The best thing to do is ask other human resource professionals for referrals to insurance brokers who have served their companies well. Do you belong to a local chapter of the Society for Human Resource Management (SHRM)? If not, visit www.SHRM.org to find a local chapter. There will be human resource professionals in the local chapter who know the best local brokers for companies your size. If this isn't possible, talk with the financial managers at other companies and ask them for referrals.
Ask the first broker you contact for what he needs on an employee census in order to put together his recommendations for you--it's all very standard information, such as employees' age, sex, ZIP code, family vs. single coverage, etc. It isn't necessary to provide names on this census. The carriers use the data to determine how many of each category you will most likely be insuring so that they can quote rates on the different medical coverage plans that they offer. Most carriers offer a PPO, a POS, and many also offer high-deductible plans with a health savings plan option, and HMOs. So the broker should provide you with a spreadsheet showing the various plans and carrier choices available.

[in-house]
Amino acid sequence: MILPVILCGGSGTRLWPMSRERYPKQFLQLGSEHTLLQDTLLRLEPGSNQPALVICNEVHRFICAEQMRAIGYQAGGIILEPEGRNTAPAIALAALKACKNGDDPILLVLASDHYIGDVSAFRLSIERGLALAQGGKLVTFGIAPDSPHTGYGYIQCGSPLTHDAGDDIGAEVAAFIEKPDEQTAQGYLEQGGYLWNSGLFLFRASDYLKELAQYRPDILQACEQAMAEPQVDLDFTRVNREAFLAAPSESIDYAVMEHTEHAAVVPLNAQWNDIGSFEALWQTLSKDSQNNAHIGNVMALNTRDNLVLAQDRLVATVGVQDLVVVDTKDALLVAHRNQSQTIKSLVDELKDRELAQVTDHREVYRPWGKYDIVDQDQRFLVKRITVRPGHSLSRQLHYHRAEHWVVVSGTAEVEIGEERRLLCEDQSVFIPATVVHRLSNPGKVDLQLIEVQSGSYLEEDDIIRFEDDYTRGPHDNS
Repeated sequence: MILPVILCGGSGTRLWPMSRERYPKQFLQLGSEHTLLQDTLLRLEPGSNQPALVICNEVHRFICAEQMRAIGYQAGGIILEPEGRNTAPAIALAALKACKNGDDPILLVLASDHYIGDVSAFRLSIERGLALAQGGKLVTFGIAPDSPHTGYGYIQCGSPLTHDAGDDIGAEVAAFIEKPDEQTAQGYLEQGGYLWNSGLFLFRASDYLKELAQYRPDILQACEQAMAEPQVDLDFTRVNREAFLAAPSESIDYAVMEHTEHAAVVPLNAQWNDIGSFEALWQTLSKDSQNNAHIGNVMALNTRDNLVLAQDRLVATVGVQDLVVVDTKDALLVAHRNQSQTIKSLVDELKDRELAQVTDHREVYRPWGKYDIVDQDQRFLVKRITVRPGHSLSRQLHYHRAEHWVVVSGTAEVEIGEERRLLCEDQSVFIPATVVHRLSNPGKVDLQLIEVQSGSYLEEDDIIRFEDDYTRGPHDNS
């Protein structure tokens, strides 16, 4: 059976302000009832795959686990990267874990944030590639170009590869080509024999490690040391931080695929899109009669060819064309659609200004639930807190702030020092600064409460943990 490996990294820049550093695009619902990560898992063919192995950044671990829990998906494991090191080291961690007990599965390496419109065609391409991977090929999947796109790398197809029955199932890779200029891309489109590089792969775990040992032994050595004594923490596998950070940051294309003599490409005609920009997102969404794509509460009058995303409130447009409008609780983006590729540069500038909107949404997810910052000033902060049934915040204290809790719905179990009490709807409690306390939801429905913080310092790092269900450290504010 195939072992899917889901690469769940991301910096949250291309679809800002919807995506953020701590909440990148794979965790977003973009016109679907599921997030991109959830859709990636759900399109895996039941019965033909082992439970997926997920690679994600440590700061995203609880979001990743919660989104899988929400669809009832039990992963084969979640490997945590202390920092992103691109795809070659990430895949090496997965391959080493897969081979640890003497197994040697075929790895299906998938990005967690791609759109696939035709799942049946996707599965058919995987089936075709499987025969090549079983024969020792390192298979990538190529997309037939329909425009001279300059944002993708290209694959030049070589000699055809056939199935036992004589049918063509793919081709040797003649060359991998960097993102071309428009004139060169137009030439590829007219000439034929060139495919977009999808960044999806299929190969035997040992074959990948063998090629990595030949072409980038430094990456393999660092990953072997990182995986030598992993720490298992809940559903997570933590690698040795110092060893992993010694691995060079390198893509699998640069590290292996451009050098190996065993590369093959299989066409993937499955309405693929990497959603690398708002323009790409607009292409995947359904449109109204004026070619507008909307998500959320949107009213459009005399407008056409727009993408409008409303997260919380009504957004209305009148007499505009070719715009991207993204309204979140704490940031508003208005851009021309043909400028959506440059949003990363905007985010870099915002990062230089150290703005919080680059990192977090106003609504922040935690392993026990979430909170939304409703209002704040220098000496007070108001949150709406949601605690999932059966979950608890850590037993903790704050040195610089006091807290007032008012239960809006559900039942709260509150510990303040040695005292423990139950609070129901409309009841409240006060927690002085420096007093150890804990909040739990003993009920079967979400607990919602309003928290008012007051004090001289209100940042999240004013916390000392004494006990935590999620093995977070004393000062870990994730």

I recommend that you ask three brokers for their quotes and do a comparison between the spreadsheets they present to you. Ask plenty of questions and check references. Talk with clients that are a similar size to your company so that you know the kind of service the broker gives. The odds are that you will find the best plans and services using this methodology.
Question added to topic Human Resources • January 10, 2009
How do I choose the best health insurance provider for a company of 50 employees?
We currently have a health plan in place with a POS. We are trying to look for better offers in the market. Where can I go to research this?
Penny is a seasoned human resources executive and consultant with over 25 years of diverse business experience in advising enterprise leaders on employment-related matters.